PartyCandidateVotes%
DemocratCandi P. M. King4,45151.74
RepublicanHeather F. Mitchell4,14348.16
2021 2nd House of Delegates District Democratic Primary Election[5]
PartyCandidateVotes%
DemocratCandi P. M. King3,55367.77
DemocratPamela Montgomery1,69032.23

References

  1. ^ Palermo, Jill. “Candi King wins Democratic primary in 2nd House of Delegates race”. Retrieved 30 January 2021.
  2. ^ Cheslow, Daniella. “Democrat Candi King Wins Special Election For Delegate In Northern Virginia”. Archived from the original on 28 January 2021. Retrieved 30 January 2021.
  3. ^ Palermo, Jill. “Democrat Candi King wins special election for 2nd District House of Delegates seat”. Retrieved 30 January 2021.
  4. ^ Writer, Daniel Berti Times Staff. “Del. Candi King fends off Clean Virginia-backed primary challenger in 2nd District”. Prince William Times. Retrieved 2021-06-18.
  5. ^ a b “2021 June Democratic Primary”. results.elections.virginia.gov. Retrieved 2021-06-18.
  6. ^ “2021 January Special”.


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Virginia House of DelegatesVirginia House of Delegates

The Virginia House of Delegates is one of two parts in the Virginia General Assembly, the other being the Senate of Virginia.

The House of Delegates has 100 members elected for terms of two years; unlike most states, these elections take place during odd-numbered years. The House is presided over by the Speaker of the House, who is elected from among the House membership by the Delegates. The Speaker is usually a member of the majority party and, as Speaker, becomes the most powerful member of the House.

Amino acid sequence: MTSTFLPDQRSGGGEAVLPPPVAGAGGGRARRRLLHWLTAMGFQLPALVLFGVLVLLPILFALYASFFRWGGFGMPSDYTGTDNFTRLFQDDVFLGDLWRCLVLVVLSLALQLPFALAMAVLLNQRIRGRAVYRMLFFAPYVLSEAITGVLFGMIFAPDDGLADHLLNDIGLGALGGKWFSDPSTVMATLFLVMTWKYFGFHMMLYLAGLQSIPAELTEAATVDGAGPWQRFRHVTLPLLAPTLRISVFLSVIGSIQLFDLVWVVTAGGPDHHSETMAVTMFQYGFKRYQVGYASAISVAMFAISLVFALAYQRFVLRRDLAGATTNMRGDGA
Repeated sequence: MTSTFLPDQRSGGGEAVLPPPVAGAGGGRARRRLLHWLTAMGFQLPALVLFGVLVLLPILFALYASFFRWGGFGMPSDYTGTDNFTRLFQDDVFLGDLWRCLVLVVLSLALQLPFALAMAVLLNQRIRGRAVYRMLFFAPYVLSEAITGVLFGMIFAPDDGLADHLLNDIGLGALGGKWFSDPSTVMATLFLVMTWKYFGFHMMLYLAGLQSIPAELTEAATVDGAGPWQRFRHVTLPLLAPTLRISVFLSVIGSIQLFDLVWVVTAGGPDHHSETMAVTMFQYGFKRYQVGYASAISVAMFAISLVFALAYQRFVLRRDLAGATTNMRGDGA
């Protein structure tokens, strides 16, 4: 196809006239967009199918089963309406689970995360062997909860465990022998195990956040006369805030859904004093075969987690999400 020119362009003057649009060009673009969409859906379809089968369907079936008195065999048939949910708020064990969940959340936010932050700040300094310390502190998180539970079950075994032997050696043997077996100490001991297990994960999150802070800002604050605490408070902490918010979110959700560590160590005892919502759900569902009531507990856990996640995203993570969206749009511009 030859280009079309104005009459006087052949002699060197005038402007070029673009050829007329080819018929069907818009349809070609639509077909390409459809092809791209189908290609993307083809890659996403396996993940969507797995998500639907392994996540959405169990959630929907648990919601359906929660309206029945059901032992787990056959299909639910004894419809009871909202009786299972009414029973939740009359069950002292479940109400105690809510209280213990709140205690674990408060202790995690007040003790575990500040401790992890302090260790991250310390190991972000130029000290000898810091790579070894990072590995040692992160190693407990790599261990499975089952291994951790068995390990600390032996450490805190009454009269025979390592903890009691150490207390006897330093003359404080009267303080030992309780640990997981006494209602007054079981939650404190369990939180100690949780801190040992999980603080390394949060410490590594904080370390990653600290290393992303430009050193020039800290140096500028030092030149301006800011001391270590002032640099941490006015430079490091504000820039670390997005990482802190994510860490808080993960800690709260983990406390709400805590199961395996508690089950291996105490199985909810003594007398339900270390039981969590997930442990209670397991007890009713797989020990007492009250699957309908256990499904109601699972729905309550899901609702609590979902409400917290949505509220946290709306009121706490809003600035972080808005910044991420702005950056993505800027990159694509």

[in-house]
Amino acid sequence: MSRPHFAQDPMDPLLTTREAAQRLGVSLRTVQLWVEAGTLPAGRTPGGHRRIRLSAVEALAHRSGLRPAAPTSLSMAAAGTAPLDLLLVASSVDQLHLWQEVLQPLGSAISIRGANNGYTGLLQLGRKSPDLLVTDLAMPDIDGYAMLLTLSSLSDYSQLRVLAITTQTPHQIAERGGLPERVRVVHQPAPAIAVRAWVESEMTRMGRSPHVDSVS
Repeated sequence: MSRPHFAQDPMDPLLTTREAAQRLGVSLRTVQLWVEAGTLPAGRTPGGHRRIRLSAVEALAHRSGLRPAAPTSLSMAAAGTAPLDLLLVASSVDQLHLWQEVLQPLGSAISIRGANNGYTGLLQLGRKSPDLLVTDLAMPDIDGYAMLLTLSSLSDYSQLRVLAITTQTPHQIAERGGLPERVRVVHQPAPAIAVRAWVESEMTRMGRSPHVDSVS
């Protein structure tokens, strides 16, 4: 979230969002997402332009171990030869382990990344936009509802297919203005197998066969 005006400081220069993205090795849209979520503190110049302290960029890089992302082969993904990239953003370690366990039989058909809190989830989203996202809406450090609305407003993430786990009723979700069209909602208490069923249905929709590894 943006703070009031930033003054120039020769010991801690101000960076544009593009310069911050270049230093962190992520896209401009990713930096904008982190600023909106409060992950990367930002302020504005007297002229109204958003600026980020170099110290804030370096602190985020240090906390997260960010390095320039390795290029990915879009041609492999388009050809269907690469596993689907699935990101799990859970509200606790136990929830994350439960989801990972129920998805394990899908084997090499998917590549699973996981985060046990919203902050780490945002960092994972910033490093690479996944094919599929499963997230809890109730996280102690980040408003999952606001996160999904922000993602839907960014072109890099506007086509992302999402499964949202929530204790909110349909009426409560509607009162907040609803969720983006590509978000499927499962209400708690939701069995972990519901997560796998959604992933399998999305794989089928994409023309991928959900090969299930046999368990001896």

House Majority Leader is Todd Gilbert and the House Minority Leader is Eileen Filler-Corn.

Web:  Government Site  Wikipedia entry  Ballotpedia  VPAP  Twitter

Summary

The House of Delegates has 100 members elected for terms of two years; unlike most states, these elections take place during odd-numbered years. The House is presided over by the Speaker of the House, who is elected from among the House membership by the Delegates. The Speaker is usually a member of the majority party and, as Speaker, becomes the most powerful member of the House.

House Majority Leader is Todd Gilbert and the House Minority Leader is Eileen Filler-Corn.

Web:  Government Site  Wikipedia entry  Ballotpedia  VPAP  Twitter

Ballotpedia Interactive Map

Virginia Assembly PDF of House & Senate Districts

Starting point for this post is its Wikipedia Entry.

About